The moment for a diplomatic concert of the regional powers would, at any rate, be convenient: in contrast to the six-party talks between the five countries and North Korea (suspended in 2006), where Moscow and Beijing more than once acted as protectors of the Kim regime, Russia’s and China’s interests in stopping North Korea’s nuclear aspirations have grown considerably. Although their spheres of influence within North Korea are limited, both major powers have been losing their patience with the Kim regime for quite some time and might be convinced to strengthen North Korean denuclearization efforts. This is partly due to Japan and South Korea’s habit of using provocations by North Korea as an excuse to increase their own military capabilities; a particularly worrisome development for China, as Tokyo and Seoul have become even closer security partners with the US over the past two decades. Apart from a continual build-up of arms, the Japanese government, for instance, is now working toward amending section 9 of the Japanese constitution, which de jure prohibits the formation of regular armed forces and stands in some contrast with the de facto existence of a very formidable Japanese military. This normalization of Japan as a regional middle power, as well as the stationing of the THAAD defense system in South Korea with its excellent radar system capable of tracking objects deep into Chinese territory concerns China, which feels encircled by US allies. Moreover, THAAD poses a risk for China’s second-strike capability, something Beijing dislikes given the continuing tragedy of great power competition with Washington. North Korea’s provocations thus further enhance regional armament moves and adds to ongoing power competition.
Strategic incentives to safeguard North Korea’s political existence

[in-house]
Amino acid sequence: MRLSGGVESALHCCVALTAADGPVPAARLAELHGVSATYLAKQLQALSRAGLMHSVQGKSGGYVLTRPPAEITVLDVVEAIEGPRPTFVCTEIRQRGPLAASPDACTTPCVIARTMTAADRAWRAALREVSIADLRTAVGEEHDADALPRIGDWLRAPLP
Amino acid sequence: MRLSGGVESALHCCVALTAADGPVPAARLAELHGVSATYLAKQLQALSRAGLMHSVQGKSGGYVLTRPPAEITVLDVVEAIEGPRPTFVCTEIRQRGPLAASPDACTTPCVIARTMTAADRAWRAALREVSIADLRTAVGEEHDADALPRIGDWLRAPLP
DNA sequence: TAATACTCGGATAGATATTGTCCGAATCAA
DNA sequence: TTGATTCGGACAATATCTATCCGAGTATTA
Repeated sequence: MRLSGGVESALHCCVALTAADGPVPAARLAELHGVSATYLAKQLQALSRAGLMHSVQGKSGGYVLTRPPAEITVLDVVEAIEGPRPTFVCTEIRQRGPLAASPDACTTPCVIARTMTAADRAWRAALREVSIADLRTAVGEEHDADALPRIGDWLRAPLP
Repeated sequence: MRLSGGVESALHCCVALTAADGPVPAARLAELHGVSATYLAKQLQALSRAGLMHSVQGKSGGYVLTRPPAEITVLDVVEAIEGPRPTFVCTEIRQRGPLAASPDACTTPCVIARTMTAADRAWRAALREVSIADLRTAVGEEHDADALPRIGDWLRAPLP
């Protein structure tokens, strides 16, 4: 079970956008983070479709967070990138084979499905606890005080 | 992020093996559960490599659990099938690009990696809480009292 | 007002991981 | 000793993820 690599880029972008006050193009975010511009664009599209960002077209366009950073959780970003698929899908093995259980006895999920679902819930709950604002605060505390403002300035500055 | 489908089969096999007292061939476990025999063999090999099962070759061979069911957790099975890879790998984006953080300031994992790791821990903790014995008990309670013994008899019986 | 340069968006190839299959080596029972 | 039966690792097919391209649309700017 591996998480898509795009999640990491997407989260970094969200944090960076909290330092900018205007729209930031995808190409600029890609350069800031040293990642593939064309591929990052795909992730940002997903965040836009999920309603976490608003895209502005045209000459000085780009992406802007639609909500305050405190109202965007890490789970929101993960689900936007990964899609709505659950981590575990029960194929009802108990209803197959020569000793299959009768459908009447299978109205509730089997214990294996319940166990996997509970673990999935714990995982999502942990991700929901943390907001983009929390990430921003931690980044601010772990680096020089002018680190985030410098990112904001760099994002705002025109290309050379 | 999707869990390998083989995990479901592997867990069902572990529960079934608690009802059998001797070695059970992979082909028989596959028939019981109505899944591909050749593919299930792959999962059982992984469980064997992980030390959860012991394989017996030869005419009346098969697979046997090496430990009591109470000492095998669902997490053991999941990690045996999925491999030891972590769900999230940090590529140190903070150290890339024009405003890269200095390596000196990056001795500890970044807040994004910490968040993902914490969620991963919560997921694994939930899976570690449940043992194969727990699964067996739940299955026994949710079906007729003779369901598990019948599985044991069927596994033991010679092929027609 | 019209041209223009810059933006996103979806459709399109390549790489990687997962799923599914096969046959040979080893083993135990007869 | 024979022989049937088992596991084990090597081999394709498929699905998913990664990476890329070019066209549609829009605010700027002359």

China itself is responsible for an estimated 90 percent of North Korea’s foreign trade. In addition to that, Beijing is bound to North Korea through an assistance treaty since 1961 which has been prolonged several times. While the treaty’s duration is set to end in 2021, Beijing has already announced that it would not support Pyongyang in any war the regime starts. Importantly, an international diplomatic solution to the crisis on the Korean Peninsula is only feasible in cooperation with China, as Beijing still has a high strategic incentive to safeguard North Korea’s political existence and can moreover spoil Western strategies that would endanger Chinese national interests. The Chinese leadership, however, is confronted with a dilemma: they are neither interested in an escalation of the complicated situation as it could quickly turn into a wildfire and thus impede China’s rise as a great power, nor is Beijing willing to risk the collapse of their socialist neighboring country or accept a rash reunification with South Korea. While the former would lead to a humanitarian catastrophe resulting in millions of people fleeing from misery and oppression into a much more prosperous and also liberal China, the latter could bring US troops right to the Chinese border as it is improbable that Seoul would swiftly abandon its security partnership with Washington in the event of a reunification. Both developments would be highly unappealing for Beijing.
The elimination of Sinophile cadres under Kim Jong-un, meanwhile, has significantly weakened Chinese influence in North Korea. The motivation to reconstruct this influence could be utilized to organize a common approach in the context of a concerted diplomatic move of all five countries explicitly not aiming at the political dissolution of the North Korean state and thus accommodating a vital concern of Beijing. Though this postponement of the long-awaited reunification of both Koreas for the time being might be to the dislike of large segments of South Korean society, accepting this constraint would allow to go ahead with a concerted move of all major countries relevant for addressing the North Korean bellicosity. Moreover, a diplomatic approach is very much preferable to both a military escalation and a Kim regime armed with nuclear-tipped ICBMs.